Perhaps feeling a bit insecure given the yearly, captivating success of the NBA and NHL playoffs and the opening month of Major League Baseball, the monolith that is the NFL announced its 2014 full-season schedule in prime time on Wednesday night. Of course, football nerds like me ate the entire thing up in one giant slurp.

The league’s schedule rollout must be discussed, analyzed and broken down within an inch of its life even though there’s not really anything concrete to discuss, analyze and break down. Each team’s strength of schedule doesn’t really mean anything, as its all based on last season’s results, which have no real bearing on the upcoming year (a solid example of this would be the Arizona Cardinals, who were 5-11 in 2012, which served to lessen each of their 2013 opponents’ strength of schedule percentage headed into the year, when they wound up going 10-6. See where I’m going with this?). So, we get legions of writers, bloggers, TV talking heads and radio hosts assigning hypothetical wins and losses to every team completely on the merits of pretty much nothing. This can be a fun exercise, but in the end, we can’t really glean much from it and wind up with stuff like this.

But still, you know, football. Never mind the megalomania of the NFL in trying to steal the other three major sports’ thunder. League commissioner Roger Goodell and his minions know that the fans, as well as all of those writers and bloggers and TV folks and radio shouters, hang on their empire’s every word and deed. Dallas Mavericks’ owner Mark Cuban may have been onto something when he suggested that the NFL was on a path to eventually consume itself, but we’ll worry about that later. Instead, let’s use the unveiling of the 2014 schedule as a way to get super pumped about another edition of the Patriots’ ongoing quest to add a fourth ring to their collection via the following observations.


When I looked at the Pats schedule for the first time, what jumped out right away was the amount of primetime games. There are five night games currently on the docket and that doesn’t include the annual Brady/Manning Bowl in Week 9, which could easily be flexed into a sixth. The Pats will play once on Monday Night Football (Week 4 at Kansas City), once on Thursday Night Football (Week 7 vs. the Jets) and three times in the league’s signature time slot, Sunday Night Football (Week 5 vs. Cincinnati, Week 11 at Indianapolis and Week 14 at San Diego).

All these night games equate to a big show of respect from the league, which reserves most of its evening affairs for the best and the brightest (with the exception of the Dallas Cowboys, who are the league’s most dependably funny clown show year after year but still play as many showcase games as any other team). Eight other teams in addition to the Pats will play five night games, all of them, except for Dallas of course, are 2013 playoff teams.

What does this all mean? Other than the Pats still being one of the league’s biggest attractions, it means be prepared for a few late nights and subsequent useless mornings come autumn.


Three of the Pats’ first four games and four of their first six will be played away from Foxboro. The home opener against the Oakland Raiders doesn’t come until Week 3. Then, they will hit the road again for three of the final five contests, including trips to San Diego to meet the Chargers, a playoff team last year, and to Lambeau Field to play the Green Bay Packers. The Pats must travel to Miami, where they never play well, to meet the Dolphins in Week 1, meaning conditioning will be a major factor given the searing heat and stifling humidity of South Florida in late summer.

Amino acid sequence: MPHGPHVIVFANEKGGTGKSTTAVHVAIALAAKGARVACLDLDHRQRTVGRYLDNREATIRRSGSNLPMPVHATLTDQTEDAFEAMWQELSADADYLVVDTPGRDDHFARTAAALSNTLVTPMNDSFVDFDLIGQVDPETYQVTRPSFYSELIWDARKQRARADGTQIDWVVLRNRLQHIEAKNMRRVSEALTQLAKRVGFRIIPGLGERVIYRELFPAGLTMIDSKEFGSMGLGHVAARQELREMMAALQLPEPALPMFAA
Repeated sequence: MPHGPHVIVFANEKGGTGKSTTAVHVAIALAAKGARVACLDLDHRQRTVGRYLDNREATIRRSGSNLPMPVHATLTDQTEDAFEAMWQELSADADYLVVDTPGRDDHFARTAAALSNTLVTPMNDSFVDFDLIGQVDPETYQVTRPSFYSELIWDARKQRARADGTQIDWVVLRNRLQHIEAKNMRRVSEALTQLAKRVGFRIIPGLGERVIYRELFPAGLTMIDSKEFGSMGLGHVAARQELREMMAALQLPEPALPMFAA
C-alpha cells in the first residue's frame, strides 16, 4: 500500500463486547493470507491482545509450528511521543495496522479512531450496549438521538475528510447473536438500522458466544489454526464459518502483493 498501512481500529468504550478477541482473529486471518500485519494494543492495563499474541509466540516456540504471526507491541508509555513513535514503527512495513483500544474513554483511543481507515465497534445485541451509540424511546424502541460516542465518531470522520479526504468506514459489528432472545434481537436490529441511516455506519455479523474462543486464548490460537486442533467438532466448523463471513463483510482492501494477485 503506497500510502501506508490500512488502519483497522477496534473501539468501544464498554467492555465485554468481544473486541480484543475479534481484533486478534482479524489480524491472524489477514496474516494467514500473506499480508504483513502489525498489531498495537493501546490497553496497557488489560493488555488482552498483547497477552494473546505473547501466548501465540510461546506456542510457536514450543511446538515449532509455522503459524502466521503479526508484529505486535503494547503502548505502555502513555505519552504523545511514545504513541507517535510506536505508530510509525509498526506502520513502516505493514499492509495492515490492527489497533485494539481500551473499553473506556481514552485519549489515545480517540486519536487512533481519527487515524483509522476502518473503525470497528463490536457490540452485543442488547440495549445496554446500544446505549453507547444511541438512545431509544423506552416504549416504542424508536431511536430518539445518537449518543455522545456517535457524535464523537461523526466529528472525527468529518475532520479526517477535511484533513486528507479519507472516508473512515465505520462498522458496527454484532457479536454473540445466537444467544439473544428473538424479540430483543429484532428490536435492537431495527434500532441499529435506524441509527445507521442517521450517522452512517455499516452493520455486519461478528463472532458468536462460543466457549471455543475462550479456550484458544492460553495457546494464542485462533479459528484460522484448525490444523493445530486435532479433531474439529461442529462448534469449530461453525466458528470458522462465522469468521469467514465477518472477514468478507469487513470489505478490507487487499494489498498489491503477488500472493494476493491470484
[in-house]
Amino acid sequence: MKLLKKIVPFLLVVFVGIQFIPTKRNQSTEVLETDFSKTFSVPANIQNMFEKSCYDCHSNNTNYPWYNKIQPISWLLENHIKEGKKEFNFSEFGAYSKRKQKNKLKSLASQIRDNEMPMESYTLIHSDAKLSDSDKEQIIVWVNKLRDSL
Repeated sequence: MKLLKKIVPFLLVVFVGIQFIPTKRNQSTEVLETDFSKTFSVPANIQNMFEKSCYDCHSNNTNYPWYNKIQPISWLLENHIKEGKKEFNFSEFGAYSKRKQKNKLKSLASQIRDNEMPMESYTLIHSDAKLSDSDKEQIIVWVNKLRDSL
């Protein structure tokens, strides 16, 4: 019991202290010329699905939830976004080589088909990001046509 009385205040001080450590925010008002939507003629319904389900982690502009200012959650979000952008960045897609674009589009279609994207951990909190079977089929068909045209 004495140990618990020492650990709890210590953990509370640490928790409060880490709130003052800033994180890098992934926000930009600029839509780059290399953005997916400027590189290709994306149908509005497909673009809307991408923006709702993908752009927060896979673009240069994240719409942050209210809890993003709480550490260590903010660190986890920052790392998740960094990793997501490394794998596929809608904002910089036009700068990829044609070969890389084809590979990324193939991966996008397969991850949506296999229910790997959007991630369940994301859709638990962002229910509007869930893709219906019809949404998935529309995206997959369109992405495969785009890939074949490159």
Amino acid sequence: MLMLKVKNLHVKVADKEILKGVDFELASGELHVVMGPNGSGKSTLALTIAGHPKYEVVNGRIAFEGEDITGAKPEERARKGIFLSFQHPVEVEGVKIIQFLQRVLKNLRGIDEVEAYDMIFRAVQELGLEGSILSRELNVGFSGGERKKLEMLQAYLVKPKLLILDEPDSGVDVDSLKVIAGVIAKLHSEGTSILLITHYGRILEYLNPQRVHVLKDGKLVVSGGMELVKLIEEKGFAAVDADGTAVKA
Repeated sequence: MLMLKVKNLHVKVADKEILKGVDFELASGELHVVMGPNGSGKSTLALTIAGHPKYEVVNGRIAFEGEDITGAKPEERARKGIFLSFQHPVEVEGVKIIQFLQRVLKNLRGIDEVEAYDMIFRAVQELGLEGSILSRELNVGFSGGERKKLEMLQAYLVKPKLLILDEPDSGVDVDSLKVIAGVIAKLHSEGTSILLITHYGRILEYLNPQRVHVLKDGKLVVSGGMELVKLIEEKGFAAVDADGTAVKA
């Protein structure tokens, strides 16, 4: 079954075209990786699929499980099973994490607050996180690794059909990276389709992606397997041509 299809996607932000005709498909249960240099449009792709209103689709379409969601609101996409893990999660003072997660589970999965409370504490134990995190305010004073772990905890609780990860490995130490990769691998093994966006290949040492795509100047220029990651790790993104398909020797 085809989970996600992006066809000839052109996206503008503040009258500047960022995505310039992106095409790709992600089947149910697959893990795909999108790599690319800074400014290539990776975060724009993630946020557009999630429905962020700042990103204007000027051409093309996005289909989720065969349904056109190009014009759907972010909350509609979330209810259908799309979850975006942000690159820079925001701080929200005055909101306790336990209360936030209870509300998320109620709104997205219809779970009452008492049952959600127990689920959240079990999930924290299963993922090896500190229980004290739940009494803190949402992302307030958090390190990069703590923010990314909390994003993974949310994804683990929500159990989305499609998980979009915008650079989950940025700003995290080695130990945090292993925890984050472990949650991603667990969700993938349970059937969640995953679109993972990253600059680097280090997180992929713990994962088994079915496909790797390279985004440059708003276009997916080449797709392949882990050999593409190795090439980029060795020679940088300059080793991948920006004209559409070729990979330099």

Every team plays the same number of road games as home games so it’s not like the Pats are at any kind of disadvantage with all of those road games clumped together. And they will benefit big time from having their bye in Week 10 (the best time for the bye is between Weeks 7 and 10). Still, it was a bit of a surprise to see the way their home and road games were split up at first glance. It’s almost never easy on the road, and the Pats will face a multi-week gauntlet away from Gillette Stadium, not once, but twice this season.


Of course, the Week 9 visit from Peyton Manning and the Denver Broncos stands out as the highlight of the entire schedule. But that’s way too easy a game to single out as the best of the year. So look at this section as the “Highlight of the Schedule, Non-Denver” edition.

I submit that it’s the Week 13 matchup with the Packers. Green Bay is a perennial NFC contender and has the best QB in the league not named Brady or Manning in Aaron Rodgers. The game will be played at Lambeau Field, considered the Mecca of football in some circles (the Pats haven’t played there since 2006), on Sunday of Thanksgiving weekend, when the playoff picture really begins to take shape. Like the Broncos game, it could wind up being flexed into Sunday night but for the time being, it’s not one of the five prime time games discussed before. It will be dark out in America’s Dairyland for the 4:25 p.m. kickoff, though. And it will likely be both freezing and miserable too.

In other words, this game will be awesome. Sure, the postseason implications will not necessarily be as great given that it’s an interconference matchup. Maybe the Week 11 Sunday nighter at Andrew Luck and the Indianapolis Colts or the Week 14 journey to San Diego will ultimately impact the playoff race more than this one will. But for me, a late season meeting with the Packers, a matchup that only comes around every four years (every eight years in Green Bay) takes the… well, it takes the cheese.

And besides, who’s to say that Pats/Packers isn’t a potential Super Bowl preview? Don’t bet against it. November 30. Put it in your calendar now so you don’t forget.